Lisa Mauldin (C) (Ryan Bevins/LFA)

LFA 81’s Lisa Mauldin: ‘Better Than Sitting Behind a Desk’

Of all the reasons to become a pro fighter, one of the lesser-heard ones is, “My dad said so.” Well, for Lisa Mauldin, it’s not exactly that simple, but it sure makes for a quick answer.

Mauldin currently fights in the flyweight division for the Legacy Fighting Alliance. She sits at 1-0 in the promotion and 3-1 overall. Fighting has been a family affair for her.

“When I was a lot younger — around 15 or 16 — I went to live with my dad, and he told me I was not going to be messing around and doing dumb stuff,” Mauldin told Combat Press. “He said I was going to be with my brothers and sisters, competing in karate. So, I started off doing karate. Honestly, I didn’t like it. I wasn’t good at it, and I did it anyway, just because my dad told me to. Later, after competing so much, we ended up switching arts, and we did Muay Thai, jiu-jitsu — not so much wrestling — but I absolutely fell in love with it. I loved Muay Thai so much, and I started competing in it. I started as an amateur and eventually turned professional.”


While the story sounds like it covers a lot of ground, timewise, it was actually less than five years between Mauldin’s start in karate and her first amateur fights in both Muay Thai and MMA. However, it wasn’t until 2018 that she made her pro MMA debut. She scored a split-decision win over fellow rookie Amanda Jones at Fight Club OC 51. Fighting is her current career, and she doesn’t have many other career aspirations in life, other than eventually working with children.

“It’s better than sitting behind a desk,” Mauldin admitted. “I absolutely love to fight. It’s one of my passions. I’ve been doing it for so long that when I stopped for a while — I tried to work in an office, and I was like, ‘Dang, I don’t like this.’ I wasn’t passionate about it. I really enjoy fighting. I love to learn, and it’s a never-ending journey.”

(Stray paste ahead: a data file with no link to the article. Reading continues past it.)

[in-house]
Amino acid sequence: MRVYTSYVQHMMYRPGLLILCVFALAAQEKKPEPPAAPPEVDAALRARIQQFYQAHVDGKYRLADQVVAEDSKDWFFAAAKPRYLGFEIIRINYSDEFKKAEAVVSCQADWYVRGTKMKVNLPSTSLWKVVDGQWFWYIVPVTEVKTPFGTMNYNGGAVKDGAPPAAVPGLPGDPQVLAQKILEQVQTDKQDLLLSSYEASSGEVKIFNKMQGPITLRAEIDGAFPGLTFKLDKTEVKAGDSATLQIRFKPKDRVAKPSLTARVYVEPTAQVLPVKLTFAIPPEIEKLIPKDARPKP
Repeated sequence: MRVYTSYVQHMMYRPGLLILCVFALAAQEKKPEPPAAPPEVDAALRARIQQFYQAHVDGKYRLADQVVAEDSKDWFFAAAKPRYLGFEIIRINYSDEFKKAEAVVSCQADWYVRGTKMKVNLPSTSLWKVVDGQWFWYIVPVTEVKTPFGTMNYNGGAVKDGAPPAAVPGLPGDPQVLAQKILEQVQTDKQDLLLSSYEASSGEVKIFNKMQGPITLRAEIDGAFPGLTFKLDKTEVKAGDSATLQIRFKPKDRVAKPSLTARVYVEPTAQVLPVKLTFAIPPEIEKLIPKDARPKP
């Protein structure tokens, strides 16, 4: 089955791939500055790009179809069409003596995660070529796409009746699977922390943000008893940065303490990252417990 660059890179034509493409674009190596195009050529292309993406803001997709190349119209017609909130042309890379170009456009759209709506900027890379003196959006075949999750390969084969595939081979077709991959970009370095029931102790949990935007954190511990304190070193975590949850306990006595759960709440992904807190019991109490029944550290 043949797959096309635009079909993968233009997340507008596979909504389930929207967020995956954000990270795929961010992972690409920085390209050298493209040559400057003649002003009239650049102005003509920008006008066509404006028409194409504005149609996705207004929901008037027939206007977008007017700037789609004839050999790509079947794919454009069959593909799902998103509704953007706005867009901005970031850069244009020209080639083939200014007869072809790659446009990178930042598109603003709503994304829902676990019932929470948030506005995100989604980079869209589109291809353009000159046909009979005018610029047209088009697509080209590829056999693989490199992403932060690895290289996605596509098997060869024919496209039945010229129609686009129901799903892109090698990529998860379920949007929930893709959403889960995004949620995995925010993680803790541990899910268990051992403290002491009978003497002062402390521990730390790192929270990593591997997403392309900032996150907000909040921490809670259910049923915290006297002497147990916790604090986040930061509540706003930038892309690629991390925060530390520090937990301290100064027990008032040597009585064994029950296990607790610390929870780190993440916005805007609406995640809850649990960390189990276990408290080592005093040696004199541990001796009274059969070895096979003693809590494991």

Mauldin’s last outing took place at LFA 66 in May. She bested Kaytlin Neil after three rounds. Mauldin’s next outing was supposed to come against another rising star in Hailey Cowan on two separate occasions — first in August and then again in November, when Cowan failed to make weight. Cowan would have been her biggest test yet, but the fight was just not destined to happen.

“It’s a little frustrating when things fall through,” Mauldin said. “At the same time, as I was preparing for her, I was learning. As I was going through that camp, I was learning new stuff. I was excited to fight her, because I heard that she’s a strong athlete and she’s going to put me to the test. I knew that I was never going to fight someone like her. It would have been a really great fight. What I was told is that they are bumping her to 135 [pounds].”

In early December, Mauldin found out about her next bout. It takes place on Friday night at LFA 81 at The Hangar in Costa Mesa, Calif. The venue is only five miles from her camp at Team Oyama MMA & Fitness. Her opponent is Sam Hughes, who is currently 3-0 and will be making her LFA debut.

“She’s aggressive,” said Mauldin. “When she fights, she tries to impose her fight, and I’m going to impose my fight. I just know that she’s strong, she’s mentally tough, and she’s going to go after it. I’m tough, she’s tough, and it’s going to be an exciting fight.”

Mauldin is no stranger to competition. Her ultimate goal, like that of many fighters, is to make it to the top of the game. It has been shown time and time again that there is no better proving ground than the LFA cage. Mauldin welcomes the challenge tomorrow night.

“I want to be in the UFC,” Mauldin said. “I want to be in that 125-pound division. My eyes are set there, and I think I can be in the top 10. I don’t want to look past my opponent, so I need to start there.”

Mauldin is one of seven siblings. She lands right in the middle in terms of age. One can only wonder what life was like growing up in that household.

“I loved it,” Mauldin admitted. “It was such a big family. I had brothers and sisters, but I clinged to my brothers more. We were always around each other, and we played together. I loved it. I still do. We are older now, but when you have a big family, you had no privacy. We’d just barge into each other’s rooms and throw clothes in each other’s faces. I love my family — my big, crazy family.”

It might have been a crazy family, but their support has been unwavering. They definitely keep up with her career and plan to be in the crowd this weekend. While some of them have children of their own, Mauldin is still a student. She currently goes to college on Fridays — one of her only days off from training — because she wants to earn a degree in child development. Until then, she has business to attend to inside the cage. She’s just following her dad’s orders, after all.